Norway expects the average price of oil to rise next year as demand grows because of improved global economic growth.
Norway, the world"s fifth largest oil exporter, expects the average price of oil to rise next year as demand grows because of improved global economic growth. The price of crude will average 425 kroner a barrel next year, or $70 a barrel assuming an exchange rate of 6 kroner per dollar, the Petroleum and Energy Ministry said today in a statement in connection with the 2010 budget bill. The ministry raised this year"s forecast to 375 kroner a barrel, on average, from a May forecast of 350 kroner a barrel.
?With an improved economic outlook, oil demand is expected to grow into 2010,? the ministry said. ?Together with continued constraints on OPEC production, this gives reason to expect a tighter market balance and firmer oil prices.?
Oil output in Norway, which isn"t a member of the Organization of Petroleum Exporting Countries, peaked between 2000 and 2001. Production, including natural-gas liquids and condensate, will fall 7 percent to 2.3 million barrels a day this year, unchanged from a May forecast, the ministry said.
Norway, and state-controlled StatoilHydro ASA, is raising natural gas output as crude resources dwindle. Production of total saleable gas is expected to rise 7 percent to 103 billion cubic meters this year, little changed from the May forecast.
Norway ranks behind Saudi Arabia, Russia, the United Arab Emirates and Iran in oil exports and is the world"s second- largest gas exporter after Russia. The net cash flow to the state from the oil and gas industry is estimated at 265 billion kroner this year, or about 26 percent of the government"s income, the ministry said. The net cash flow is expected to fall to 220 billion kroner in 2010.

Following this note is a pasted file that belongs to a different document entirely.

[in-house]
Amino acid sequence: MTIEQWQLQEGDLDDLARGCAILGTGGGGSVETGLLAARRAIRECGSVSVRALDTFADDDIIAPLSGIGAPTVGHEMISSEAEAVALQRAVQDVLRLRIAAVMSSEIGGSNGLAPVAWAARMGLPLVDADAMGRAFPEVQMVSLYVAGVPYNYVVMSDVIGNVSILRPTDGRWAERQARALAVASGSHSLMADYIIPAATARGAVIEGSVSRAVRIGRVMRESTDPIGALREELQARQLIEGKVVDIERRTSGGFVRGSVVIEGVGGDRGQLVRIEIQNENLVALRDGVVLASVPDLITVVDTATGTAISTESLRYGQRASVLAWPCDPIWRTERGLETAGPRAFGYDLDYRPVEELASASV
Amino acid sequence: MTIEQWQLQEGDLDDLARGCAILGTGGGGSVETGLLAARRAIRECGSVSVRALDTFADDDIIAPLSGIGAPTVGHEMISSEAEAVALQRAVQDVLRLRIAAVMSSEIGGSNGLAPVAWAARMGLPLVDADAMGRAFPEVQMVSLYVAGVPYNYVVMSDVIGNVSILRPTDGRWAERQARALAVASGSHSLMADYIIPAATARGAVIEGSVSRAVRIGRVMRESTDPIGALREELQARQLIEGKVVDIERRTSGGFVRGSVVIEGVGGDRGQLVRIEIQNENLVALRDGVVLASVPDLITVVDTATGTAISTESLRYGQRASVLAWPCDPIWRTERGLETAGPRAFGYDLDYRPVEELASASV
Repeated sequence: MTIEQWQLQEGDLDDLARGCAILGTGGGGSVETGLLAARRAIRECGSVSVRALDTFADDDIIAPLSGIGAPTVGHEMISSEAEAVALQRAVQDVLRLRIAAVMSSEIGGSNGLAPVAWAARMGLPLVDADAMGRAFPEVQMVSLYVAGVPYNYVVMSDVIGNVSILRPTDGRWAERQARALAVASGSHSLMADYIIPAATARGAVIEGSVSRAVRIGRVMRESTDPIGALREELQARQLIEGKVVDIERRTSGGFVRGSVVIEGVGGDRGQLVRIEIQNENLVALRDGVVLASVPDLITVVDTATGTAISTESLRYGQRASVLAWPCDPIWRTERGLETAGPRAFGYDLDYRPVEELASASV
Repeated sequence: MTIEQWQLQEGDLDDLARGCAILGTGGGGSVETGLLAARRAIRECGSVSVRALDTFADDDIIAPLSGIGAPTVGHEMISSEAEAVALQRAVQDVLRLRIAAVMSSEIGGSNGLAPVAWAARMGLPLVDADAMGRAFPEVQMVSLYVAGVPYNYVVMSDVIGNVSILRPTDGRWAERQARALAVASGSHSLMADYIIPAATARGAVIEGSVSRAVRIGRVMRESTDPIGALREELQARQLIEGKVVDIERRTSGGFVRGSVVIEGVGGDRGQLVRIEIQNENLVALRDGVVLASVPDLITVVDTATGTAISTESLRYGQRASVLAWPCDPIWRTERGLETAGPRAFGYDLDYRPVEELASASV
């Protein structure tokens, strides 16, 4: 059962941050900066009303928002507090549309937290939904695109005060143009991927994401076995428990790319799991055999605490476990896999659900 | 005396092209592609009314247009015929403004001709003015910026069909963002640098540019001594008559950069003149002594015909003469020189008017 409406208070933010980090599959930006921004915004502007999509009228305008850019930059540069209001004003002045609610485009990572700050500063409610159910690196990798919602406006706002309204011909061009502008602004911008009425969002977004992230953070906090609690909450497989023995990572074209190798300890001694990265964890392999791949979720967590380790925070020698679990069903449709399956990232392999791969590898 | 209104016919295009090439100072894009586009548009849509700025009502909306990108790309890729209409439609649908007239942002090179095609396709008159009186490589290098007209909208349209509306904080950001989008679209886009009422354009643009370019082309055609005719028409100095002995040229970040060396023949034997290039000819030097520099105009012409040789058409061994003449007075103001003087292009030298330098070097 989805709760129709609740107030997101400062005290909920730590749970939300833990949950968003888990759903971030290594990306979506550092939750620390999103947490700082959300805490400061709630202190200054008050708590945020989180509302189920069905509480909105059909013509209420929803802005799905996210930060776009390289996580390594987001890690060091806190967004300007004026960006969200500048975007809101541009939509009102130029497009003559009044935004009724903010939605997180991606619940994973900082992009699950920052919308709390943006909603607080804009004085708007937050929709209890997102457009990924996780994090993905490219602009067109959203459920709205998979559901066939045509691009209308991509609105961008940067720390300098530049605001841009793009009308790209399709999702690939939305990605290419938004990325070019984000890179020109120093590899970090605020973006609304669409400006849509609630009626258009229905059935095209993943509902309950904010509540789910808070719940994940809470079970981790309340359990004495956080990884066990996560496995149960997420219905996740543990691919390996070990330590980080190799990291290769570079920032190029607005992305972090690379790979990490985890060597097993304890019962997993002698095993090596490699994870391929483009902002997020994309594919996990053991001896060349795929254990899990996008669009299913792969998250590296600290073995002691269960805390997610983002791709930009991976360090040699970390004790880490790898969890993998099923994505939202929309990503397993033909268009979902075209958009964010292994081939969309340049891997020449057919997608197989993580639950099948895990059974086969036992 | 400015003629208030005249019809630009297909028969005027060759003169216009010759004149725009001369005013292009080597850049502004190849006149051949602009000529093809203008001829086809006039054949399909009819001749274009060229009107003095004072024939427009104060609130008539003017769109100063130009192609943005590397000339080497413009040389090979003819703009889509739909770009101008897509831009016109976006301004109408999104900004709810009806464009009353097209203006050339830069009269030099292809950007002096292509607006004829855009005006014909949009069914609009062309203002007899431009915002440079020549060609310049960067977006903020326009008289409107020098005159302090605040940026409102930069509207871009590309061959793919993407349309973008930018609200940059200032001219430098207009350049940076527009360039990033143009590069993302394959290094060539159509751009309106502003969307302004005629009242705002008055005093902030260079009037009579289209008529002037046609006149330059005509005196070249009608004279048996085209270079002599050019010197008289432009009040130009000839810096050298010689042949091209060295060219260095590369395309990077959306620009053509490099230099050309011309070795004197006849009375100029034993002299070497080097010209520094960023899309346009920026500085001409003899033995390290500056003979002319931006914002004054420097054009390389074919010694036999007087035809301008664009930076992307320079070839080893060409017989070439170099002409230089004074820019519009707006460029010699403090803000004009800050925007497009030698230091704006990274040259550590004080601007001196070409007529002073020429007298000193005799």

Petroleum investments, including spending on exploration, will increase by 7 percent to 135 billion kroner this year from last year, the ministry said. Investments are expected to remain ?at a high level? in coming years, the ministry said.
The International Energy Agency increased its global consumption forecast for a third month in October, saying oil demand is likely to average 86.1 million barrels a day next year, 350,000 barrels a day more than estimated in September. The Paris-based group said that an improved economic outlook from the International Monetary Fund and higher-than-expected consumption in Asia and the Americas were the reason for the revision to the demand forecast.